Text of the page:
New vs used - ability to attract new sailors
Currently, between 75% and 90% of all sailboat sales are of used boats. There are major league differences between 90s era boats, 80s era boats and 70s and earlier boats. The problem for new boat manufacturers is that most of the earlier generations of fiberglass sailboats are still out there. They are often in pretty good shape and they can be purchased and upgraded at a fraction of the cost of a new boat. We have added reviews of used boats to Northern Breezes and Sailing Breezes (web). I believe this will be a nice addition. See my review of the Sonar and Dallas Johnsons story on the exciting revival of the Capri 25 at Wayzata Yacht Club. We will continue to review new boats. There are a lot of exciting developments out there which genuinely separate these products from their predecessors. I have a firm policy on these reviews - we only review boats we have sailed.
Although the new boat manufacturers have to compete against used products (often their own) for boat sales, the wide array of used boats at reasonable prices also allows a wide range of new folks to get into sailing. When a family can get into a used high quality 30 footer for less than most new cars, money is probably not the issue. Time, perceived commitment, perceived difficulty and accessibility are often mentioned as reasons people dont sail. The sailing community, both the industry and sailing/yacht clubs both locally and nationally are trying to bring more sailors into the fold.
This summer "Go Sailing" will take place the weekend of July 25th and 26th. This program is designed to let those who want to try sailing to get out for 45 minutes to an hour. The participant is asked to make a nominal donation to the local Leukemia Society. It should be taking place throughout the Upper Midwest since the local efforts dovetail the national "Go Sailing" program sponsored by Sail Expo, the industry folks who put the Atlantic City, St. Petersburg and Oakland all-sail shows. Send your co-workers and associates to a "Go Sailing" site, request a poster for your office, help expose more people to sailing while raising some funds for a worthy cause . . . Leukemia research. Leukemia currently affects one in five extended families nationwide.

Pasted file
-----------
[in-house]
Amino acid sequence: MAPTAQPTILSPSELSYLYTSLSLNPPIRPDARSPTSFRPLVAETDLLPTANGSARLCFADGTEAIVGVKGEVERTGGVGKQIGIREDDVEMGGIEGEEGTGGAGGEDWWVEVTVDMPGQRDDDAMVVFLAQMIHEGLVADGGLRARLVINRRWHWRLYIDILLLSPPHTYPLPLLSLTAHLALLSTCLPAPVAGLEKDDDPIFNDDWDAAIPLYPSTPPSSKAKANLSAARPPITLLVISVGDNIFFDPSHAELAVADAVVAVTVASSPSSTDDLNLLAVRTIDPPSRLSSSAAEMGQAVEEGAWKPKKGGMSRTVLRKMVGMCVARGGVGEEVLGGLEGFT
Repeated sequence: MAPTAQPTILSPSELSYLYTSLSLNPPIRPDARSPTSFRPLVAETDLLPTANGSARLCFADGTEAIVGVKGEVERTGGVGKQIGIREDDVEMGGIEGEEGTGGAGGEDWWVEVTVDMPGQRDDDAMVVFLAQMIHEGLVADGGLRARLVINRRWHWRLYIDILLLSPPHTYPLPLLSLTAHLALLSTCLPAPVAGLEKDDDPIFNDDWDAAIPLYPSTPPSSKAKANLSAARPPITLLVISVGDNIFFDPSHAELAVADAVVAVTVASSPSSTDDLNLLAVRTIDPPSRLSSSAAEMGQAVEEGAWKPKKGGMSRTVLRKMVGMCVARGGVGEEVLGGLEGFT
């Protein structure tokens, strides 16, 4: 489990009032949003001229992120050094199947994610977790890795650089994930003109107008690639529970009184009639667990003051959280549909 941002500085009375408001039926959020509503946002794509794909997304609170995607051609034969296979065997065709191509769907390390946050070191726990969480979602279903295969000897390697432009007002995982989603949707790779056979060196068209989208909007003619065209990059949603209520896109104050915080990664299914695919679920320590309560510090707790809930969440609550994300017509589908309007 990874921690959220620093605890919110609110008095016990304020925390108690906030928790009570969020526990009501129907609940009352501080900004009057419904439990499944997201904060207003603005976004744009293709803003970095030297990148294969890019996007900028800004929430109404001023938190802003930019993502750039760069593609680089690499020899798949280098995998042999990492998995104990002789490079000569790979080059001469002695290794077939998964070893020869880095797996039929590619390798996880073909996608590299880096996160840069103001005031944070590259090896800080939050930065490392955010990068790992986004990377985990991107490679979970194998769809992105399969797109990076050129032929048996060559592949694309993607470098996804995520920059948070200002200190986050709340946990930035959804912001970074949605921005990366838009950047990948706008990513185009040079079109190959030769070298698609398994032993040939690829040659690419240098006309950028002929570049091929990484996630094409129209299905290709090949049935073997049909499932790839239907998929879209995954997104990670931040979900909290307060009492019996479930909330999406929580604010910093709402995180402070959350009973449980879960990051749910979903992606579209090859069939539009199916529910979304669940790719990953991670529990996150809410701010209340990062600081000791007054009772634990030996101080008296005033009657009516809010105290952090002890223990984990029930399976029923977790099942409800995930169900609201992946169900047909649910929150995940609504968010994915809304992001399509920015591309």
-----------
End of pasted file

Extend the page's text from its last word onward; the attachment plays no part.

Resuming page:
This July 4th in Bayfield, Wisconsin is Sailfest. Three years ago with a lot of leg work from Chet Hajec and George Hanson, Apostle Islands Yacht Club (AIYC), the inaugural event drew 101 boats. The events popularity resides in its simplicity and fun nature. Depending on wind direction and strength, a course around one or two islands is determined. Then boats are started in inverse order of their projected speed based on standard PHRF handicapping. There is no intimidating start line as is commonly defined in sailboat racing. The beauty of this approach is that cruisers, charterers and trailer sailors can easily participate. Since slower boats start first, the entire fleet should finish within an hour of one another. Chet assures me they will shorten the course if necessary to make sure everyone finishes in a reasonable time frame even if there are light winds. This is splendid for all the fun events scheduled to follow.
This year for the first time, the "Leukemia Cup" has been incorporated into Sailfest. It will be "Sailfest-Leukemia Cup." The Upper Midwest Sailing Association (UMSA), the sailing business group and its associated sailing/yacht clubs, has joined the Apostle Islands Yacht Club and the Leukemia Society in promoting Sailfest-Leukemia Cup. Participatory events such as "Take A Sailor On Sailfest" are designed to raise funds for the Leukemia Society.
Mark your calendar. We will publish more as soon as its available.
For more info contact: AIYC 800-821-3480; UMSA 612-542-9707; Leukemia Society, MN Chapter 612-545-3309.